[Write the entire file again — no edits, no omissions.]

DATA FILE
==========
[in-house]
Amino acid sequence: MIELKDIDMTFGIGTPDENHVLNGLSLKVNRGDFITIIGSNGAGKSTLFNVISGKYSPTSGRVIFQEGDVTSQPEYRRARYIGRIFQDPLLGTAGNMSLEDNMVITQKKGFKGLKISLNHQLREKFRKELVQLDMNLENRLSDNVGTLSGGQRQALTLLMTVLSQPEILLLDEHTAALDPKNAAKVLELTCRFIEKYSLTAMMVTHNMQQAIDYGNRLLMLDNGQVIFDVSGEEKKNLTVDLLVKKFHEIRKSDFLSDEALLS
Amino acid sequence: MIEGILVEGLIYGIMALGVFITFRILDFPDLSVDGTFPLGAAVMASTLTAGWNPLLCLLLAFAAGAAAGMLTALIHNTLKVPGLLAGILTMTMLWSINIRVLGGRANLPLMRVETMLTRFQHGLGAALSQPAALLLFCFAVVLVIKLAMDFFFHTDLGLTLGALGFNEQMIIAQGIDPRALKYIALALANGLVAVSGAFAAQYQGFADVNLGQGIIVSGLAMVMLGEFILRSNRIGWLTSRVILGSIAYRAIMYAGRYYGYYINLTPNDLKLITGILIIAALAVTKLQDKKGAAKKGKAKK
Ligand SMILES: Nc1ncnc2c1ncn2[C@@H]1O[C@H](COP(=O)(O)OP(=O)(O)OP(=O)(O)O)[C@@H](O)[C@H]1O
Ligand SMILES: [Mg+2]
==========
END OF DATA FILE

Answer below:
[in-house]
Amino acid sequence: MIELKDIDMTFGIGTPDENHVLNGLSLKVNRGDFITIIGSNGAGKSTLFNVISGKYSPTSGRVIFQEGDVTSQPEYRRARYIGRIFQDPLLGTAGNMSLEDNMVITQKKGFKGLKISLNHQLREKFRKELVQLDMNLENRLSDNVGTLSGGQRQALTLLMTVLSQPEILLLDEHTAALDPKNAAKVLELTCRFIEKYSLTAMMVTHNMQQAIDYGNRLLMLDNGQVIFDVSGEEKKNLTVDLLVKKFHEIRKSDFLSDEALLS
Amino acid sequence: MIEGILVEGLIYGIMALGVFITFRILDFPDLSVDGTFPLGAAVMASTLTAGWNPLLCLLLAFAAGAAAGMLTALIHNTLKVPGLLAGILTMTMLWSINIRVLGGRANLPLMRVETMLTRFQHGLGAALSQPAALLLFCFAVVLVIKLAMDFFFHTDLGLTLGALGFNEQMIIAQGIDPRALKYIALALANGLVAVSGAFAAQYQGFADVNLGQGIIVSGLAMVMLGEFILRSNRIGWLTSRVILGSIAYRAIMYAGRYYGYYINLTPNDLKLITGILIIAALAVTKLQDKKGAAKKGKAKK
Ligand SMILES: Nc1ncnc2c1ncn2[C@@H]1O[C@H](COP(=O)(O)OP(=O)(O)OP(=O)(O)O)[C@@H](O)[C@H]1O
Ligand SMILES: [Mg+2]